Treemonisha: Opera in Three Acts, words and music by Scott Joplin (New York: Scott Joplin, c1911). Performing Arts Reading Room, Library of Congress.
Scott Joplin composed three works for the stage. The first, The Ragtime Dance, depicted a typical African-American dance gathering; it was performed in 1899 at the Black 400 Club in Sedalia, Missouri. The second work, A Guest of Honor, about Booker T. Washington's dinner with Teddy Roosevelt at the White House, premiered in East St. Louis, Illinois, in 1903. Joplin took the production on tour. A series of financial mishaps, however, ended the performances. The score is now thought to be lost.
Joplin's third stage work was the opera Treemonisha. The libretto, also written by the composer, tells the tale of the adopted daughter of former slaves Ned and Monisha. Because the baby was found under a tree, she is named Treemonisha.
Treemonisha deals with the conflicts in African-American culture at the end of the 19th century--the desire to move into mainstream American society countered by the strange pull of the old African ways and superstitions. Treemonisha is kidnapped by the so-called "conjure men," but is rescued and returned home, where she becomes a leader among her community. The theme of the work--the importance of an education for both men and women--is powerfully set against music that borrows all of the elements of European opera and merges them with the unique rhythms of ragtime. Indeed, one of the opera's main ensembles, "A Real Slow Drag," is a true apotheosis of the Joplin style.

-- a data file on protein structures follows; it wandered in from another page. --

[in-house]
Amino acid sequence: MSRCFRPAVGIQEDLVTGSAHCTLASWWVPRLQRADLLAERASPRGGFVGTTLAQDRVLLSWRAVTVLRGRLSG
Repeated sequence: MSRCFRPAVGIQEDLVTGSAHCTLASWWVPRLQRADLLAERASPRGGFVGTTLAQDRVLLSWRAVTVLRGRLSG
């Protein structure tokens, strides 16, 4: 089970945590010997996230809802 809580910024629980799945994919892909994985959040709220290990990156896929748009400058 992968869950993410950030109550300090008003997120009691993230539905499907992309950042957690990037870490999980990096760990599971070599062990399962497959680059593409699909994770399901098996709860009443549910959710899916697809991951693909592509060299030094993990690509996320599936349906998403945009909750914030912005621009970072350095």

Joplin was never able to raise the funds to produce Treemonisha, a factor that contributed to ill health at the end of his life. It was not staged until 1972, when it was presented under the auspices of Morehouse College in Atlanta, directed by Katherine Dunham and conducted by Robert Shaw. Although the work was produced shortly thereafter at Wolf Trap in Vienna, Virginia, its true premiere for the opera-going public was at the Houston Grand Opera in 1975, when Carmen Balthrop sang the lead role. Despite Joplin's disappointment over Treemonisha, today it is fast becoming a popular work in the American opera repertory.